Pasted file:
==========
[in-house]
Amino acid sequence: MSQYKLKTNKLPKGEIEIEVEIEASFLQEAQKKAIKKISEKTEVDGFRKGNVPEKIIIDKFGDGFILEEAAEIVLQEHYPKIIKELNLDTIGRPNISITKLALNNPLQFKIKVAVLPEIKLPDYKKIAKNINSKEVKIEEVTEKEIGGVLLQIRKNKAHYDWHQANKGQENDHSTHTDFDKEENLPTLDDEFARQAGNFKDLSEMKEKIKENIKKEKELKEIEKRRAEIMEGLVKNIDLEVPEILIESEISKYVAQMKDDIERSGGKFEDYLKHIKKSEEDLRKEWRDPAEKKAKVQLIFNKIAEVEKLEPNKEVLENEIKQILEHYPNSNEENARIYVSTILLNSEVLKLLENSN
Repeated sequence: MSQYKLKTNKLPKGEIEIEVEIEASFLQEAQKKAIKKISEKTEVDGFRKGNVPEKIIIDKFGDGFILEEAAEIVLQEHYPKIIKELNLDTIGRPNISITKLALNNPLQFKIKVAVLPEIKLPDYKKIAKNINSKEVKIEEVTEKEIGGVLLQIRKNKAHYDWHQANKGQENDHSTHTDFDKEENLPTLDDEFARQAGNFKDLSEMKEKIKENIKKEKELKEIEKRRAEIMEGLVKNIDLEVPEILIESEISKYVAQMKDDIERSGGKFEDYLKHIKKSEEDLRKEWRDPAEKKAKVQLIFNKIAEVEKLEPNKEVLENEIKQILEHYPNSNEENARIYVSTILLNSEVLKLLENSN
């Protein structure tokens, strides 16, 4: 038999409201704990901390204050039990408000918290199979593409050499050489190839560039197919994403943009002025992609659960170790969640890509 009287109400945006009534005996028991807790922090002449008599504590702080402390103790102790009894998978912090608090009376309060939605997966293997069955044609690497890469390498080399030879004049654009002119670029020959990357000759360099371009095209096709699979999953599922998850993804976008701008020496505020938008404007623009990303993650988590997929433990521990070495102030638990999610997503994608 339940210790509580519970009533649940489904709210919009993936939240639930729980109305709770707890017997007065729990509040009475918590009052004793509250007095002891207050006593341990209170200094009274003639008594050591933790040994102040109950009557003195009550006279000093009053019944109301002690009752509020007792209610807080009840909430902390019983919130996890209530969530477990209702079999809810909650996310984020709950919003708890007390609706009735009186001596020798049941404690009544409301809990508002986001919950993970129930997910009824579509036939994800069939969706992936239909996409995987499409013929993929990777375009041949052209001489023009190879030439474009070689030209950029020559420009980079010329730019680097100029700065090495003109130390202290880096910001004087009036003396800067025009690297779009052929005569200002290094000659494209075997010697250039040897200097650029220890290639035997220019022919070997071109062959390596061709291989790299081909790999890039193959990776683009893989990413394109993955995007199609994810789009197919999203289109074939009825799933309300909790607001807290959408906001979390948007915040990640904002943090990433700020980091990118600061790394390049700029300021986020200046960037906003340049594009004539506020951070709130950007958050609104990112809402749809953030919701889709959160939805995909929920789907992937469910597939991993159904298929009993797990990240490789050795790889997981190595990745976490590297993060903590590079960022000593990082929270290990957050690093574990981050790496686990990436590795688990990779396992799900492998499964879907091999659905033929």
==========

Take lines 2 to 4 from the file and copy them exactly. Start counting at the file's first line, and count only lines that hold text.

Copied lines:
Amino acid sequence: MSQYKLKTNKLPKGEIEIEVEIEASFLQEAQKKAIKKISEKTEVDGFRKGNVPEKIIIDKFGDGFILEEAAEIVLQEHYPKIIKELNLDTIGRPNISITKLALNNPLQFKIKVAVLPEIKLPDYKKIAKNINSKEVKIEEVTEKEIGGVLLQIRKNKAHYDWHQANKGQENDHSTHTDFDKEENLPTLDDEFARQAGNFKDLSEMKEKIKENIKKEKELKEIEKRRAEIMEGLVKNIDLEVPEILIESEISKYVAQMKDDIERSGGKFEDYLKHIKKSEEDLRKEWRDPAEKKAKVQLIFNKIAEVEKLEPNKEVLENEIKQILEHYPNSNEENARIYVSTILLNSEVLKLLENSN
Repeated sequence: MSQYKLKTNKLPKGEIEIEVEIEASFLQEAQKKAIKKISEKTEVDGFRKGNVPEKIIIDKFGDGFILEEAAEIVLQEHYPKIIKELNLDTIGRPNISITKLALNNPLQFKIKVAVLPEIKLPDYKKIAKNINSKEVKIEEVTEKEIGGVLLQIRKNKAHYDWHQANKGQENDHSTHTDFDKEENLPTLDDEFARQAGNFKDLSEMKEKIKENIKKEKELKEIEKRRAEIMEGLVKNIDLEVPEILIESEISKYVAQMKDDIERSGGKFEDYLKHIKKSEEDLRKEWRDPAEKKAKVQLIFNKIAEVEKLEPNKEVLENEIKQILEHYPNSNEENARIYVSTILLNSEVLKLLENSN
């Protein structure tokens, strides 16, 4: 038999409201704990901390204050039990408000918290199979593409050499050489190839560039197919994403943009002025992609659960170790969640890509 009287109400945006009534005996028991807790922090002449008599504590702080402390103790102790009894998978912090608090009376309060939605997966293997069955044609690497890469390498080399030879004049654009002119670029020959990357000759360099371009095209096709699979999953599922998850993804976008701008020496505020938008404007623009990303993650988590997929433990521990070495102030638990999610997503994608 339940210790509580519970009533649940489904709210919009993936939240639930729980109305709770707890017997007065729990509040009475918590009052004793509250007095002891207050006593341990209170200094009274003639008594050591933790040994102040109950009557003195009550006279000093009053019944109301002690009752509020007792209610807080009840909430902390019983919130996890209530969530477990209702079999809810909650996310984020709950919003708890007390609706009735009186001596020798049941404690009544409301809990508002986001919950993970129930997910009824579509036939994800069939969706992936239909996409995987499409013929993929990777375009041949052209001489023009190879030439474009070689030209950029020559420009980079010329730019680097100029700065090495003109130390202290880096910001004087009036003396800067025009690297779009052929005569200002290094000659494209075997010697250039040897200097650029220890290639035997220019022919070997071109062959390596061709291989790299081909790999890039193959990776683009893989990413394109993955995007199609994810789009197919999203289109074939009825799933309300909790607001807290959408906001979390948007915040990640904002943090990433700020980091990118600061790394390049700029300021986020200046960037906003340049594009004539506020951070709130950007958050609104990112809402749809953030919701889709959160939805995909929920789907992937469910597939991993159904298929009993797990990240490789050795790889997981190595990745976490590297993060903590590079960022000593990082929270290990957050690093574990981050790496686990990436590795688990990779396992799900492998499964879907091999659905033929």